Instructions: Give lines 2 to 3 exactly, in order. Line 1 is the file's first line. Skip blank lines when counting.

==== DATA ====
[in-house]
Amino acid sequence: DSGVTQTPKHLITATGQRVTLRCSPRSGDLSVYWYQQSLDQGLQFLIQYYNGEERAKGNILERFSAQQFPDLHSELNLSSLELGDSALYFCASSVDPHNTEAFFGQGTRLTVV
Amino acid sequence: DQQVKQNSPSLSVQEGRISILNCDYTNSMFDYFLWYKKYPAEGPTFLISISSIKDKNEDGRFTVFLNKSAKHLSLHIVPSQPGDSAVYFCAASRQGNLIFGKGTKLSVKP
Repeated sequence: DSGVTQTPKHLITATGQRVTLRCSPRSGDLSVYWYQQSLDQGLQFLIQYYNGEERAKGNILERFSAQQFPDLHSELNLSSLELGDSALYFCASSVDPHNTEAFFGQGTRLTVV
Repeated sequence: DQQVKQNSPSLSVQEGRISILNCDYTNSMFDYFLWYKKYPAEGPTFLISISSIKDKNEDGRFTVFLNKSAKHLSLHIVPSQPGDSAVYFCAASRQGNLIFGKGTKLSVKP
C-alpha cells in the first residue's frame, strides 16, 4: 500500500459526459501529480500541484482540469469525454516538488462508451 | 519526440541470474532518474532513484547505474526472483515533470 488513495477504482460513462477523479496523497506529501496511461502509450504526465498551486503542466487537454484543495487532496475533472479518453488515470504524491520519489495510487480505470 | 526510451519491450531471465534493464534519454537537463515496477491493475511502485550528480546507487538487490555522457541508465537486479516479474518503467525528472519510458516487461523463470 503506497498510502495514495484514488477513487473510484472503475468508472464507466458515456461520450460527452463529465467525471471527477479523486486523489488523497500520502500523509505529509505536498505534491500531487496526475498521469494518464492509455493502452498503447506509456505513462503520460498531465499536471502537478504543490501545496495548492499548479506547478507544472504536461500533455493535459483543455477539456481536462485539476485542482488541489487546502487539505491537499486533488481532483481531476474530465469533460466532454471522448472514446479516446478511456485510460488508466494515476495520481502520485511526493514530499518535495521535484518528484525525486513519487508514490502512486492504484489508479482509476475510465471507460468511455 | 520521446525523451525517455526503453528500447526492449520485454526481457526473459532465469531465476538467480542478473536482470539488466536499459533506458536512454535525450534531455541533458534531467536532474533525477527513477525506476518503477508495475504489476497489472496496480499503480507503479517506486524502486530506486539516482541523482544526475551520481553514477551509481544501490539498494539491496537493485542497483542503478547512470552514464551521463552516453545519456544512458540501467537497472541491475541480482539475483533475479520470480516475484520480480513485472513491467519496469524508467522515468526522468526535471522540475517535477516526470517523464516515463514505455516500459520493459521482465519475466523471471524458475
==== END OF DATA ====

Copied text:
Amino acid sequence: DSGVTQTPKHLITATGQRVTLRCSPRSGDLSVYWYQQSLDQGLQFLIQYYNGEERAKGNILERFSAQQFPDLHSELNLSSLELGDSALYFCASSVDPHNTEAFFGQGTRLTVV
Amino acid sequence: DQQVKQNSPSLSVQEGRISILNCDYTNSMFDYFLWYKKYPAEGPTFLISISSIKDKNEDGRFTVFLNKSAKHLSLHIVPSQPGDSAVYFCAASRQGNLIFGKGTKLSVKP